This is an edited version of an article that was originally published in the May 2011 print edition of Teacher.
Catherine Scott reports on research that shows people from any ability range or age group can increase their capacity to learn.
When people are asked about intelligence they tend to think about it in two different ways. One group of people sees intelligence as a fixed amount, present at birth. That fixed entity determines learning but is not determined by it. In other words, what you are born with decides how much you’ll achieve and the experiences you have along the way won’t influence or increase your mental capacity.
Another group of people, however, sees intelligence not as a fixed thing but as a process, one that is influenced by experience and by learning. The best research evidence is starting to suggest that this latter view is the more accurate. As an example on the level of the individual child, some work with children with autism spectrum disorder supports the view that brains can be ‘grown’ or at least their functioning improved by the right sorts of learning experiences.
The phenomenon known as the Flynn effect is a further example at the level of whole populations. The Flynn effect describes the trend that saw IQ scores rise steadily throughout the 20th century – in some places it continues to do so. Genes haven’t changed much or at all in that time, so plainly it’s something in the environment that is increasing people’s mental capacity as measured by intelligence tests.
Another taken-for-granted belief in our culture is that cognitive decline with age is inevitable. Some make the distinction between what is known as crystallised intelligence – what we know – and fluid intelligence – how well we learn new things – and maintain that while crystallised intelligence may increase with age, our ability to learn new things invariably gets worse.
The good news is that research evidence suggests that everyone, from any ability range or age group, can improve levels of cognitive ability, that is, increase their capacity to learn, not just how much they learn. The key is the link between intelligence and what is known as working memory. Put simply, working memory is the cognitive work space of the mind: the larger its capacity the more information can be held in it and made available for tasks, like problem solving. The link with intelligence is obvious, as better cognitive capacity allows for more ‘intelligent’ performance.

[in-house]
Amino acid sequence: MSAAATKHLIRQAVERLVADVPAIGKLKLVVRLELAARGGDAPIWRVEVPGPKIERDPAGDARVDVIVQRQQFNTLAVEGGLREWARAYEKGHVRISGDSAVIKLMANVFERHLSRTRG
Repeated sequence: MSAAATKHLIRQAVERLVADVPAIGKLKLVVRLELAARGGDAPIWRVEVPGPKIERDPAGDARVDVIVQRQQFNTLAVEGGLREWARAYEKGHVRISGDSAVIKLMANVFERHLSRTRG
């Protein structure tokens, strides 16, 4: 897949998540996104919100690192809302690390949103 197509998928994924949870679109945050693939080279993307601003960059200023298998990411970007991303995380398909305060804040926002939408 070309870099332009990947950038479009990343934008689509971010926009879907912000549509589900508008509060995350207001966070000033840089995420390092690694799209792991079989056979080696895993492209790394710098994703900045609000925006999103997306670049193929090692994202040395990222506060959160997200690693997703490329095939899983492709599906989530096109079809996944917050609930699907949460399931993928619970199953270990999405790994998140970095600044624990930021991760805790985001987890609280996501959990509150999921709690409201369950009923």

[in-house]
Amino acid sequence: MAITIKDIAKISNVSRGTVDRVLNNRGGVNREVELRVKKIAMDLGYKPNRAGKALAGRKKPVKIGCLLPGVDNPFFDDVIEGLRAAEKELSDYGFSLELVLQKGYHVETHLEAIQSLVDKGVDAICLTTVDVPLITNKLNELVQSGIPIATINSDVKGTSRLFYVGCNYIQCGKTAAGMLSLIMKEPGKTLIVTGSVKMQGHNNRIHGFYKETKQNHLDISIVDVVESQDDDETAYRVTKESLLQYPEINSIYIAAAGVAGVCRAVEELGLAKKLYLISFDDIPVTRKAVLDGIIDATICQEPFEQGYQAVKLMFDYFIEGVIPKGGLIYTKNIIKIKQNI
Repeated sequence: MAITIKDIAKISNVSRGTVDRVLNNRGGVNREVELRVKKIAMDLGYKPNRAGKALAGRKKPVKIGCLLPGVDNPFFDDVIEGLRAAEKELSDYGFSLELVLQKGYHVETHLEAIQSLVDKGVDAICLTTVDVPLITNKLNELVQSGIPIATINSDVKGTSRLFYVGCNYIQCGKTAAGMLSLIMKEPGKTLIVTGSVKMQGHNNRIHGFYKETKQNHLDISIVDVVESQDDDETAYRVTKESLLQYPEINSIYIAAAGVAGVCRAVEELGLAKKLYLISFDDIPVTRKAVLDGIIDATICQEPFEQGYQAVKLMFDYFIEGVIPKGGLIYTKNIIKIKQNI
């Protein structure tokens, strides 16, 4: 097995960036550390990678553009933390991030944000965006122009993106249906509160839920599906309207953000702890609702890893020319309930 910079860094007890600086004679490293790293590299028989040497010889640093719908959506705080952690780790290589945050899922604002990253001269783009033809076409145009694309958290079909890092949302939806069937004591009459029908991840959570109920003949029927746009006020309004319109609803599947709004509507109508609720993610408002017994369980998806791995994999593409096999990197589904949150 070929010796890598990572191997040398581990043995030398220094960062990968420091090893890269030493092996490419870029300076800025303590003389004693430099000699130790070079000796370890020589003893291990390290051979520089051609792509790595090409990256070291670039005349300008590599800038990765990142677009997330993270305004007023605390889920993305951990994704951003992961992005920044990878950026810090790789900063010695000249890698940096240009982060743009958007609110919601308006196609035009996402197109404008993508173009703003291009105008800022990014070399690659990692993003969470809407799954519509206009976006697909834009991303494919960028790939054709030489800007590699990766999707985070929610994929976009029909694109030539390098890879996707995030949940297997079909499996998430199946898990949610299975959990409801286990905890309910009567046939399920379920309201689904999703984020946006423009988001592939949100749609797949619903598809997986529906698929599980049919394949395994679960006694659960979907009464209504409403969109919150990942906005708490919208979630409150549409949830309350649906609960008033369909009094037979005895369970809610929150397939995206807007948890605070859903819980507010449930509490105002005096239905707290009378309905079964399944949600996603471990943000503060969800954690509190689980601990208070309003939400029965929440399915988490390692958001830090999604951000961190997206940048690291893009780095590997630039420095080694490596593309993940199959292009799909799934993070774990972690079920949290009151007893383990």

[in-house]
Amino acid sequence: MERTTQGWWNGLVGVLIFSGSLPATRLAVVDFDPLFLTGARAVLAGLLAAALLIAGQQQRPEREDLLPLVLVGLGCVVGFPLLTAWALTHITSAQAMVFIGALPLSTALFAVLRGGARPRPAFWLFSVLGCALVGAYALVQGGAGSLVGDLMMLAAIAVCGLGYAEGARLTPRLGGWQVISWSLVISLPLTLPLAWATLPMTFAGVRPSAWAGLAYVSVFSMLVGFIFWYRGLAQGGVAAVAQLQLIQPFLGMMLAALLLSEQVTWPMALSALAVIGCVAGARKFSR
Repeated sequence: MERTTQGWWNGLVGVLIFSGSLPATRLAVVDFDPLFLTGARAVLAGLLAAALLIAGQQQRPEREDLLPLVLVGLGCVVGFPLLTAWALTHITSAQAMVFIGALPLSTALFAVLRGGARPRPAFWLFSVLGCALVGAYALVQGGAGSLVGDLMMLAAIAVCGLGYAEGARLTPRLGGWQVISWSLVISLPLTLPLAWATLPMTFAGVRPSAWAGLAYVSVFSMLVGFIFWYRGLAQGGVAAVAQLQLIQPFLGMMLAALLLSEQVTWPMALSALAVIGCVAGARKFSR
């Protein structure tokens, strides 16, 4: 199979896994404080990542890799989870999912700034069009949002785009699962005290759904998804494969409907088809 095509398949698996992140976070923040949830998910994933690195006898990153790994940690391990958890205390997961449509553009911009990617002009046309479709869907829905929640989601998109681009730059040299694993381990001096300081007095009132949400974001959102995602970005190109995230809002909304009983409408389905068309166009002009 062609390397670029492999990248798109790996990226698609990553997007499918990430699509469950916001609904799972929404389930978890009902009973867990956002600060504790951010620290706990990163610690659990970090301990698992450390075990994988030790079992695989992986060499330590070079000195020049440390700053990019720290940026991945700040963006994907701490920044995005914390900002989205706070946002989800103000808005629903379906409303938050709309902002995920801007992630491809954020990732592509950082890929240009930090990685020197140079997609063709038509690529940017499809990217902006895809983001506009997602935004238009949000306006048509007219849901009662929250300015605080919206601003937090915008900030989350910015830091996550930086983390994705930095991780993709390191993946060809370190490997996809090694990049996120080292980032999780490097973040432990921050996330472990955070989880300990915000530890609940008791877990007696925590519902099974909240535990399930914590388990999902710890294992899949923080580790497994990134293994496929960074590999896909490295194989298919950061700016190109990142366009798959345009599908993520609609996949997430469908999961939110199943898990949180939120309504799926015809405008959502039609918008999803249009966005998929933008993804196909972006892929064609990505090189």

The research evidence suggests that working memory and cognitive capacity can be increased at any age and for any ability range. There are five keys to improving the mind’s capacity.
Seek out new experiences, ways of thinking, ideas and activities, or offer these to your students. Encourage debate and discussion, comparing perspectives and opinions. Don’t only hang out with people who agree with you! Novelty has observable effects in the brain: it increases the brain’s plasticity or capacity for learning and also increases levels of dopamine, the motivation chemical. More dopamine means more eagerness to learn.
Challenge yourself and your students
Lots has been written about brain training and the importance of taking up challenging new activities but the truth is that each challenge only works as a brain trainer for a short period. The challenges have to keep coming.
We’ve been encouraged to think that creativity is a property of the ‘right brain,’ but truly creative thinking involves using both sides of the brain to generate novel and appropriate solutions to problems by combining information and ideas from widely different domains.
Do things the hard way
Many labour-saving devices de-skill us. It’s better for your brain – and your students’ – to ditch the labour saving devices and instead use the onboard computer, the mind. Do some maths without calculators, remember phone numbers instead of storing them in your phone, navigate without the assistance of your global positioning system.
Here’s one tip that will seem easy to the linked-up generation. Taking the time to expose yourself to new people, ideas and environments is great for mental growth. Talking to other people from a wide range of backgrounds gives you a great opportunity to see things from different perspectives and to obtain the information you need to make interesting hunches into realities.
It’s pretty obvious that these five keys are not entirely separate: seeking new experiences can also involve taking on challenges and linking up with new groups of people. Incorporating these strategies in our own lives increases our capacity to learn and finding ways to include them in our teaching assists our students to do the same. For teachers looking for ways to increase the creativity of their teaching, and thus their students’, Robert Sternberg’s Rainbow Project is a great place to start.
Jaeggi, S.M, Buschkuel, M., Jonides, J. & Perring, W.J. (2008). Improving fluid intelligence with training on working memory. Proceedings of the National Academy of Sciences. 105(May): 6829-33.
Sternberg, R.J. (2002). Raising the achievement of all students: Teaching for successful intelligence. Educational Psychology Review. 14 (4): 383-93.
This is an edited version of an article that was originally published in the May 2011 print edition of Teacher. The author biography remains unchanged and may not be accurate at this point in time.